I’ve been in a committed long distance relationship for the last three months with an amazing guy; all was well until I heard about his history with his so-called best friend. After constantly hearing about her, I asked him about their relationship. It took a while for him to let it out, but finally he confessed that he had sex with her not once, but multiple times. It wasn’t until later that I learned that they had dated and things didn’t end until a month before we met.

Learning all of this has completely changed my view on this relationship. I constantly feel insecure. I can’t get over the fact that he spends so much time with her. I find myself accusing him of still having feelings for her and questioning him about their relationship. I’m completely in love with him, and he claims to feel the same way about me, yet I still find it hard to trust him. He even still shares a bed with her occasionally and they’re attached at the hip.

I feel completely disposable, like I will never mean what she means to him. He never finds time to visit me, even though I only live a few hours away. Apparently he wants to find a job first, but I feel like if he really wanted to come he’d come by now. He has proposed coming to visit if he can get her to take him. I was okay with that as long as it got him here faster, but I really don’t want to meet her. He expects her to stay with us the whole day, which I am not cool with. I really just don’t want to see her or even acknowledge her existence. Do I really have something to worry about or am I just being a jealous bitch? — Friend Bested

Dear Friend Bested,

Best friends of the opposite sex are cool, but best friends who are exes and play snuggle bunnies? No fucking way. Maybe under certain unusual circumstances. A group road trip. A blizzard. Burning Man. Otherwise, you totally have a right to be annoyed if it’s happening on a regular basis. There’s a reason I don’t have sleepovers with my boss or take baths with my next door neighbor. Social boundaries exist for a reason — they tell us what kind of people we’re dealing with and they strengthen our relationships.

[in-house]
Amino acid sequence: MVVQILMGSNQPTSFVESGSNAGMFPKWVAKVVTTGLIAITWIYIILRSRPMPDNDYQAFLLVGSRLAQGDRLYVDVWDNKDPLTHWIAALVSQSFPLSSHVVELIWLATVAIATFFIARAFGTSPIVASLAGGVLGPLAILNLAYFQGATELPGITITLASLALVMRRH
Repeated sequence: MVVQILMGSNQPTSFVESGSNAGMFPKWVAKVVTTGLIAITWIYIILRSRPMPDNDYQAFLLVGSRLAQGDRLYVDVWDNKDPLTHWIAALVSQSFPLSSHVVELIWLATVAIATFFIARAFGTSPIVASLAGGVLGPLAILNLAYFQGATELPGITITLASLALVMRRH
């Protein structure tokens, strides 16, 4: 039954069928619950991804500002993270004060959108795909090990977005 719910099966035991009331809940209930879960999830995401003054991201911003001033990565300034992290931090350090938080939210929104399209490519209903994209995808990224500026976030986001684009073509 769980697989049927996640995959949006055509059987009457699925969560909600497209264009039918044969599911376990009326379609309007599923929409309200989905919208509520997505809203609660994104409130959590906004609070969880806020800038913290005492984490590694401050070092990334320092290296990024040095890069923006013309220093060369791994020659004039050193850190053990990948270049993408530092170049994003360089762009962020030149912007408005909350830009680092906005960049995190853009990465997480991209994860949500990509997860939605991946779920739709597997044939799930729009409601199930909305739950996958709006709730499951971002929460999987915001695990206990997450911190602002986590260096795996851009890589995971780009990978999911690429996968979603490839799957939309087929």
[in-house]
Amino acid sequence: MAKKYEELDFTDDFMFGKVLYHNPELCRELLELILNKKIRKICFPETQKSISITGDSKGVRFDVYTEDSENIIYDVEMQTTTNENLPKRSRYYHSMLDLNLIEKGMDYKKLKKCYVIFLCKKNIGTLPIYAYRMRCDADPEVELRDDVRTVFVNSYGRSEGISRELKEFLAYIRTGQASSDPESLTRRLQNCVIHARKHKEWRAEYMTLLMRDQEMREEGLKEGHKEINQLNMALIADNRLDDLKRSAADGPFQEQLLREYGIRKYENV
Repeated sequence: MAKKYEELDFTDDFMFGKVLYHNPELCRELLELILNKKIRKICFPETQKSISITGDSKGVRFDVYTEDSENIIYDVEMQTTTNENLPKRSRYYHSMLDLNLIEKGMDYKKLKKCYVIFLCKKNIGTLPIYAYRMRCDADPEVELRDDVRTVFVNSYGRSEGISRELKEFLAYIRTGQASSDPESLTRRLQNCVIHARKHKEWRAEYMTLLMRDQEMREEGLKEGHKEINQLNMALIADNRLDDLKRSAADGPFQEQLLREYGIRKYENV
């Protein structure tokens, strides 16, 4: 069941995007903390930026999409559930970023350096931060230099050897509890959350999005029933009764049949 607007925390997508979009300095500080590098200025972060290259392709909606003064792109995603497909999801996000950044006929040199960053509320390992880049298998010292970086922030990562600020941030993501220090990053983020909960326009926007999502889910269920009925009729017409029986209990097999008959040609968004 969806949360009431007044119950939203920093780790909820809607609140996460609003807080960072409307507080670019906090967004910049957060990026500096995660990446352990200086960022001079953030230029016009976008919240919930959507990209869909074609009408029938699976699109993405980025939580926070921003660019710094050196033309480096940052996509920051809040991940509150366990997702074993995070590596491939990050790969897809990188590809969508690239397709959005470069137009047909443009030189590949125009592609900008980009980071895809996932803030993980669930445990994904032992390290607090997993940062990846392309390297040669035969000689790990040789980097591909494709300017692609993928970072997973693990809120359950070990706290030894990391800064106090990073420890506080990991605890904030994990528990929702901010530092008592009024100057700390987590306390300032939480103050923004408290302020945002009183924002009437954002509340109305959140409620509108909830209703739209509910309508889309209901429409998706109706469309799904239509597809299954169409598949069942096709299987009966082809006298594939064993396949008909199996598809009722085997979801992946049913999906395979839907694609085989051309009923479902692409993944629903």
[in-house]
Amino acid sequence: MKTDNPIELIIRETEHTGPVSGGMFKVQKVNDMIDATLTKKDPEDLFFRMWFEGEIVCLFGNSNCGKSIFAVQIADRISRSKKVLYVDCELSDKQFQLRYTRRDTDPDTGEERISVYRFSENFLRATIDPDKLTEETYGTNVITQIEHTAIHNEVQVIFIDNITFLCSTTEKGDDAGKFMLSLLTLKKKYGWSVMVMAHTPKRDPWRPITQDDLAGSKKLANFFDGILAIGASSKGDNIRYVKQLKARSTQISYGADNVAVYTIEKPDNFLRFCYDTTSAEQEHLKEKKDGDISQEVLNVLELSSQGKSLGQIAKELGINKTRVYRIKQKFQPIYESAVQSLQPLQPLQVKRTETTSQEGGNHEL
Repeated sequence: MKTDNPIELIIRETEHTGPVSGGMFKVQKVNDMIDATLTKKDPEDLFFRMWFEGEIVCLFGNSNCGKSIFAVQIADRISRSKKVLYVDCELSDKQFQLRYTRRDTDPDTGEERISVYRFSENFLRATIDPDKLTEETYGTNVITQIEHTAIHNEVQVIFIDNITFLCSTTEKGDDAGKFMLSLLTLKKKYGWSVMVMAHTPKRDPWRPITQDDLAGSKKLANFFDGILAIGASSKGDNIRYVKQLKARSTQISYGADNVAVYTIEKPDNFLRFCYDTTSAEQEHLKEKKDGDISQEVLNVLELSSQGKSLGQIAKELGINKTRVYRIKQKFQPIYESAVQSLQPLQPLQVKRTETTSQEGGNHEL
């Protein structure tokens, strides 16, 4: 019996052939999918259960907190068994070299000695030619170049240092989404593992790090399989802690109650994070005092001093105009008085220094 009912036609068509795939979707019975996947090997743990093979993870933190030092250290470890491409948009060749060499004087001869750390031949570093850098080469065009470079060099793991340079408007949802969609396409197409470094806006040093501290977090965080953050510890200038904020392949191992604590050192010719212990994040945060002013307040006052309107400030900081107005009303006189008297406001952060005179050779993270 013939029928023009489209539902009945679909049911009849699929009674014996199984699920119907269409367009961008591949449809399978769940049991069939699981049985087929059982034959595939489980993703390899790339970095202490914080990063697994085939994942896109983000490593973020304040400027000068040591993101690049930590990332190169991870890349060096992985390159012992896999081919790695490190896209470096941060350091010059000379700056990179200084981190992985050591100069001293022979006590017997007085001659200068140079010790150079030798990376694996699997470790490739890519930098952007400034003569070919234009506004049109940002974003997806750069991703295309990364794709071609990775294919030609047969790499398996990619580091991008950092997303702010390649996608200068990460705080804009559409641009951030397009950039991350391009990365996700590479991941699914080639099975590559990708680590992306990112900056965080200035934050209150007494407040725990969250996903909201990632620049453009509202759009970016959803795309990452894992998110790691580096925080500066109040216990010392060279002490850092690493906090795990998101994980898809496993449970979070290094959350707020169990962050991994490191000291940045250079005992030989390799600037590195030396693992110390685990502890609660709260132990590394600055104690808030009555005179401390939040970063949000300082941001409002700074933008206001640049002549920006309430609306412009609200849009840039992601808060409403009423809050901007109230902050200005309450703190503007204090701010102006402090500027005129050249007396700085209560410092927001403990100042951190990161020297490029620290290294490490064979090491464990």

Ex-girlfriend notwithstanding, what are you doing with someone who lacks both a job and transportation? I’m guessing you’re in college, which makes it a little more understandable. Note that I said a “little.” He can’t work a part-time job? Sell some cash for gold? Collect deposits on beer cans? And what about you — are you doing everything you can to get to his side of the state or are you too busy with your full-time job as Professional Boyfriend Interrogator?

You can use this girl as a boyfriend delivery service, but that means you have to be civil to her and help her find a place to stay. You can’t expect her to come up and drop him off without having any sort of interaction. I agree that putting her in your bed is going above and beyond, but a couch or a nearby friend’s house is reasonable. Spend a small part of the weekend with her because it’s the polite thing to do, but after that you and your boyfriend should get some alone together. If your boyfriend can’t agree to concessions like that, I’d question who he’s really there to see — you or the ex-girlfriend? He can see her anytime. You? Not the same.

It’s tough to tell whether your boyfriend is one of those well-meaning, pie-in-the-sky types who simply wants a close opposite sex friend, or a complete sleaze who wants to date you while maintaining an on-and-off dalliance with his ex. The fact that he’s making very little effort to come see you worries me a bit. Then again, who wants to come see someone who makes them feel constantly badgered? Instead of these little arguments, you need to have a major hash-out session where you both agree to modify your behavior: he promises not to have any more private sleepovers, you promise to go a certain number of days a week without any best-friend-related questions. Compromise. That’s how you get there.

Readers, would you be cool with your partner sleeping in the same bed with someone they used to date? Why or why not?